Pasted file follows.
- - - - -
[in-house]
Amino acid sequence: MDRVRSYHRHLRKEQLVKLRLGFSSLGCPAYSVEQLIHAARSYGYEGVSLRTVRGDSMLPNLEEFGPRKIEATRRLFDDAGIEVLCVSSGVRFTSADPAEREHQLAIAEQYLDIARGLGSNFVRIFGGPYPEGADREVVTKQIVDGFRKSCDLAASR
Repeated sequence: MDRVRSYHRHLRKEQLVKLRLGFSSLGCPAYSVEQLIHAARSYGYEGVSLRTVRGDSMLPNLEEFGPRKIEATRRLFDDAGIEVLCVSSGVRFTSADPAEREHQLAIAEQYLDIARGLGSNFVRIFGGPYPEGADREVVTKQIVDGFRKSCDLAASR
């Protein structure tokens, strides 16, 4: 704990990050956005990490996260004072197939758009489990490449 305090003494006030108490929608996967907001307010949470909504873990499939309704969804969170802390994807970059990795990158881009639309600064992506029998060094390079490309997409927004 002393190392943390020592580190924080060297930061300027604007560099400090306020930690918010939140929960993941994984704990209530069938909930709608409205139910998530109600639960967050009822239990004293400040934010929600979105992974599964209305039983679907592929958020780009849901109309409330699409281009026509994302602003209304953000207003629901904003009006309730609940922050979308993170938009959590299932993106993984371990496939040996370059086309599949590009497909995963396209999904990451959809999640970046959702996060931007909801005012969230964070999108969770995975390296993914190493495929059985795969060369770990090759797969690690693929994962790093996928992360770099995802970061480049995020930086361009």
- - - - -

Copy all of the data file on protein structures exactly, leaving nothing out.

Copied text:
[in-house]
Amino acid sequence: MDRVRSYHRHLRKEQLVKLRLGFSSLGCPAYSVEQLIHAARSYGYEGVSLRTVRGDSMLPNLEEFGPRKIEATRRLFDDAGIEVLCVSSGVRFTSADPAEREHQLAIAEQYLDIARGLGSNFVRIFGGPYPEGADREVVTKQIVDGFRKSCDLAASR
Repeated sequence: MDRVRSYHRHLRKEQLVKLRLGFSSLGCPAYSVEQLIHAARSYGYEGVSLRTVRGDSMLPNLEEFGPRKIEATRRLFDDAGIEVLCVSSGVRFTSADPAEREHQLAIAEQYLDIARGLGSNFVRIFGGPYPEGADREVVTKQIVDGFRKSCDLAASR
């Protein structure tokens, strides 16, 4: 704990990050956005990490996260004072197939758009489990490449 305090003494006030108490929608996967907001307010949470909504873990499939309704969804969170802390994807970059990795990158881009639309600064992506029998060094390079490309997409927004 002393190392943390020592580190924080060297930061300027604007560099400090306020930690918010939140929960993941994984704990209530069938909930709608409205139910998530109600639960967050009822239990004293400040934010929600979105992974599964209305039983679907592929958020780009849901109309409330699409281009026509994302602003209304953000207003629901904003009006309730609940922050979308993170938009959590299932993106993984371990496939040996370059086309599949590009497909995963396209999904990451959809999640970046959702996060931007909801005012969230964070999108969770995975390296993914190493495929059985795969060369770990090759797969690690693929994962790093996928992360770099995802970061480049995020930086361009």